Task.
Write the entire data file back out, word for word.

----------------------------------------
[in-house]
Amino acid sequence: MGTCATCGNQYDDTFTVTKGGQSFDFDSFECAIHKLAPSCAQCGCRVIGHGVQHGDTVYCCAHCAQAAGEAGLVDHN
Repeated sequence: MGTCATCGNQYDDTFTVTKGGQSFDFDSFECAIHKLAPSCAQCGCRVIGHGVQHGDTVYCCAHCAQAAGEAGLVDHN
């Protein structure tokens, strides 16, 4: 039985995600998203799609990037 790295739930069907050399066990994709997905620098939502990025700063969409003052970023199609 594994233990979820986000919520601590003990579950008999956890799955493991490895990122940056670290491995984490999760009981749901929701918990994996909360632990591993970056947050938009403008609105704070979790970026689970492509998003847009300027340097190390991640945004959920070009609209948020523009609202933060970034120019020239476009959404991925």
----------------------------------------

[in-house]
Amino acid sequence: MGTCATCGNQYDDTFTVTKGGQSFDFDSFECAIHKLAPSCAQCGCRVIGHGVQHGDTVYCCAHCAQAAGEAGLVDHN
Repeated sequence: MGTCATCGNQYDDTFTVTKGGQSFDFDSFECAIHKLAPSCAQCGCRVIGHGVQHGDTVYCCAHCAQAAGEAGLVDHN
């Protein structure tokens, strides 16, 4: 039985995600998203799609990037 790295739930069907050399066990994709997905620098939502990025700063969409003052970023199609 594994233990979820986000919520601590003990579950008999956890799955493991490895990122940056670290491995984490999760009981749901929701918990994996909360632990591993970056947050938009403008609105704070979790970026689970492509998003847009300027340097190390991640945004959920070009609209948020523009609202933060970034120019020239476009959404991925």